Finally I couldn't stand thinking about it any more and, after shoving some stuff around in the kitchen to figure out counter space, I bit the bullet and bought this baby:

I bought it because it has the word "smart" in the title, because who wants a stupid toaster? No, seriously this is just about the only toaster OR toaster oven out there that gets pretty universal rave reviews. And it is Australian, too. (I must investigate this Australia/toast correlation further.)  

It cost $149 at Bed Bath and Beyond and unfortunately, they don't let you use their 20% off coupons on Breville products. There are bigger versions of the oven too, but since I have no need to toast 6 pieces of bread at once or any inclination to shove a whole chicken in the thing, I figured the mini one would do me fine, and gobble up a few inches less of counter space.

So far, I've toasted three kinds of bread: sliced wheat, Zingerman's paesano bread and a half a frozen sesame bagel and I have to say, this baby makes damn good toast. The dark setting really is dark! The light setting really is light! And it has a little snowflake button to press for when you are toasting stuff straight from the freezer that produced a beautifully golden bagel. And I'm looking forward to trying out the oven-ish stuff soon.

Monday, May 27, 2013

new(ish) toy

It'll be salad season soon and that means salad dressing. For someone whose favorite food is salad, I have a conflicted relationship with salad dressing. I had a basic formula that usually turned out pretty decently, but I still hated it when the last drops were used up and I had to make some more: chopping the shallots was fiddly, the garlic press would sometimes just smoosh the garlic so I'd have to pick that out and rechop it, and all of it had to be crammed down a funnel and usually poked with a chopstick to get it into the glass bottle in which I made my salad dressing. And sometimes (almost always) I was too lazy to measure the stuff and would end up with a dressing that was too acidy or too blah and the thought of getting out the damn funnel again and adding to it was so unappealing that I wouldn't do it and we'd just suffer through the inferior dressing until it was gone.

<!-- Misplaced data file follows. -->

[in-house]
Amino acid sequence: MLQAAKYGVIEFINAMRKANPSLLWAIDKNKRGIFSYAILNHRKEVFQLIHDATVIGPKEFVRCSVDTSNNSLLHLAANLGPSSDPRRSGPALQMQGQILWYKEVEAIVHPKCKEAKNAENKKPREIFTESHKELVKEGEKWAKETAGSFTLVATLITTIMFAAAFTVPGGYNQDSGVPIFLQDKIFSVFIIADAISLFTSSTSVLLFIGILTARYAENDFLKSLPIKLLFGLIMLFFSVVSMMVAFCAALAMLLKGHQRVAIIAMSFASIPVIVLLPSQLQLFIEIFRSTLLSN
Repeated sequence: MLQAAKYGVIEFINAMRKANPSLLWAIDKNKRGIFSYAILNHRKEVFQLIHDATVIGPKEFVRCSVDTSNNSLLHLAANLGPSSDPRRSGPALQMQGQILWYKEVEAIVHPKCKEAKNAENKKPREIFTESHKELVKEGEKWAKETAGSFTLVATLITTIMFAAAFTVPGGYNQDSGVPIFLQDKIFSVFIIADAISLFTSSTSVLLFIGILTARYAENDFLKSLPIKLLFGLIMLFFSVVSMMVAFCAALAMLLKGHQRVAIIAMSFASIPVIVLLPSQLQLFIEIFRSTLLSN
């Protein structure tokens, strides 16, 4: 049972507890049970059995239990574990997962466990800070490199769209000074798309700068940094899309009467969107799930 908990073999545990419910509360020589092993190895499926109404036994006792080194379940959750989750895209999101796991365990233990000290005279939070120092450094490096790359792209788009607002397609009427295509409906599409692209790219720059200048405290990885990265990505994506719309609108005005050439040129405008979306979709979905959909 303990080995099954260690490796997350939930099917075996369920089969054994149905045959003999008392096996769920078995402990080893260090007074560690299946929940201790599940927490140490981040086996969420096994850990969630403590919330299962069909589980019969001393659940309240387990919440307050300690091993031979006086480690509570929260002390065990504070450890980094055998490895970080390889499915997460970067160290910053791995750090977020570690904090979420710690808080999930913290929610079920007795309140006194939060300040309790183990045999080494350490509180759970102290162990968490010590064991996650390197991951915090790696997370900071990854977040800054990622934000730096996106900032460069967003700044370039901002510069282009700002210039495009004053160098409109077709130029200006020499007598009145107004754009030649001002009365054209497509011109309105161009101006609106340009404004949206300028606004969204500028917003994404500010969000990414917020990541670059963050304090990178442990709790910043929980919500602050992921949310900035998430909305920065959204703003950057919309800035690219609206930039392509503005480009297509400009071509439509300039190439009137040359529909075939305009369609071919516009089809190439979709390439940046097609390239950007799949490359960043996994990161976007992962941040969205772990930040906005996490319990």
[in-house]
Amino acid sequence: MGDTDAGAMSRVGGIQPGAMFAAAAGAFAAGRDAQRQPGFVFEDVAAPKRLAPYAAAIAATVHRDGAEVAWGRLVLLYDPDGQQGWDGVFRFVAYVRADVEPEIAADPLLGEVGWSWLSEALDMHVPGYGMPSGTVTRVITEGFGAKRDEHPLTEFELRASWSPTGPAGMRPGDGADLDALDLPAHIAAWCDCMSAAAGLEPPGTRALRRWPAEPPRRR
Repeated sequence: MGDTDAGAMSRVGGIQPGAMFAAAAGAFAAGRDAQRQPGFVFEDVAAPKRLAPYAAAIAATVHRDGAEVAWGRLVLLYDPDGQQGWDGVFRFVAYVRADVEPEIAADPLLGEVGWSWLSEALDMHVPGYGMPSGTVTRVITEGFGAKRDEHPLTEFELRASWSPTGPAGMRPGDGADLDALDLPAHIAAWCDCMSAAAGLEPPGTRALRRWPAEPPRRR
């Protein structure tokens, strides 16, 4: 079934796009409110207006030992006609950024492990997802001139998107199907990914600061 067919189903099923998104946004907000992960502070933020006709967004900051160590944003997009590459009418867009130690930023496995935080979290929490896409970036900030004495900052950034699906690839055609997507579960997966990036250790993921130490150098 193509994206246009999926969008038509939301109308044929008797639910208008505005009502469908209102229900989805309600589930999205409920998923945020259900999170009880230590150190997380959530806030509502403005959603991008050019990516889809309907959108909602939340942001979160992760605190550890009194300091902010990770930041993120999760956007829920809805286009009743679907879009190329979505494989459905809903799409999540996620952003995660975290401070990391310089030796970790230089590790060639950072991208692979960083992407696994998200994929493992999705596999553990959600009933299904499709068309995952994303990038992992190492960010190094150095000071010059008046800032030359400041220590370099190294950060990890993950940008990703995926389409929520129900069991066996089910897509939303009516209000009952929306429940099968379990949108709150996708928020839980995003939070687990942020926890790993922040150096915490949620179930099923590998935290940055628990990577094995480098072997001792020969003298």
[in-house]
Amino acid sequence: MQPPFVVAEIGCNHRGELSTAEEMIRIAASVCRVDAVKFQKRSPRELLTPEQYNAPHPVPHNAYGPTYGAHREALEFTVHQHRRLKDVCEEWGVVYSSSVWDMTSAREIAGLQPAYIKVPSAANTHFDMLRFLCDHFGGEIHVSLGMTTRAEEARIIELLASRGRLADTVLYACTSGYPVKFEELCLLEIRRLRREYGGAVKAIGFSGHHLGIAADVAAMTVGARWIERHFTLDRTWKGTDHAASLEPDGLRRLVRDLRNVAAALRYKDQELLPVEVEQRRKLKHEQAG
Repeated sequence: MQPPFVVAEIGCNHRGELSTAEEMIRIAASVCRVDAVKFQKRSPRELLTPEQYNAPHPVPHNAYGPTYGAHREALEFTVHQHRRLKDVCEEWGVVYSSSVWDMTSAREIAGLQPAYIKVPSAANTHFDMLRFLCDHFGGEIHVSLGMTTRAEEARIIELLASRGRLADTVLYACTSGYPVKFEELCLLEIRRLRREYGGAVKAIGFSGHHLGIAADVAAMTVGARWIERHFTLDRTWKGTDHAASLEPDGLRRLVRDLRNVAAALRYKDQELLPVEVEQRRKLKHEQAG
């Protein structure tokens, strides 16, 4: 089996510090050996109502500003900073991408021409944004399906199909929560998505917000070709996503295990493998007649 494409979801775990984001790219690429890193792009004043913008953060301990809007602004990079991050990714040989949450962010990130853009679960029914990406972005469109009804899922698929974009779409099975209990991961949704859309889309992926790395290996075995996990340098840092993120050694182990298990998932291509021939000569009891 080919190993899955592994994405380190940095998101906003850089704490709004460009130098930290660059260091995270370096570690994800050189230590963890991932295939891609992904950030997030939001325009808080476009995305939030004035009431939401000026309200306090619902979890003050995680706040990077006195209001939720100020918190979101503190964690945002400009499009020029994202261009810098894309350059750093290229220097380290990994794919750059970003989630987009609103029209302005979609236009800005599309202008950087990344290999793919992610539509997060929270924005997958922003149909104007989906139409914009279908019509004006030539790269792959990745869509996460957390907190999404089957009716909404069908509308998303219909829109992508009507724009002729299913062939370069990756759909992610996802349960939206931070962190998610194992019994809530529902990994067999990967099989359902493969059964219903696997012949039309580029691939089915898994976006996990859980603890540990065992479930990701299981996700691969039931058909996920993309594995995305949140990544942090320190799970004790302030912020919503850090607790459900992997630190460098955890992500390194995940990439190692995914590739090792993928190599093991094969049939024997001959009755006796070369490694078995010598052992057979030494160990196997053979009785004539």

But no more. For Christmas, I got a new toy:
(except mine is silver instead of white.)

It's great for the expected stuff: blending soups in the pot instead of slopping stuff back and forth to the blender; the little chopper does a great job on onions which is particularly good when I either have a lot of onions to chop, or am cooking with a kid (eliminates the complaints about slipperiness and eye stinging).

The whisk thingy isn't so useful for me. I used it once to whip some cream when the mixer bowl was sitting in the sink waiting to be cleaned and it was ok, but I'd always choose the stand mixer if both were available.

But the real revelation has come in the making of salad dressing. This thing does an amazing job making emulsified dressing with almost no effort. And I can taste as I go so I don't make a jar-full-of-blah. And no chopping. And I can make it a slightly creamy vinaigrette with some yogurt with no clumps or lumps which never worked with the shaken kind. And it never separates (well, maybe if you left it for a month it might, but it never sticks around that long around here.)

There's a measuring beaker that I can make it in, with a rubber cap, but I usually prefer a wide-mouth mason canning jar because the lid stays on nice and tight and there are people here who sometimes shove stuff into the fridge without looking where they are shoving. Anyway, back to the dressing.

I toss in a whole garlic clove and about three wee peeled shallots (I grow these and they don't come out honkin' huge like some that you get at the market, and that's fine with me because I like them small) and some salt and pepper.

Then I add dijon mustard, plain yogurt and a little something sweet--honey or maple syrup--just enough to round out the flavors.

Then I glug in some sherry vinegar and maybe a little lemon juice and give it the first buzz with the hand blender.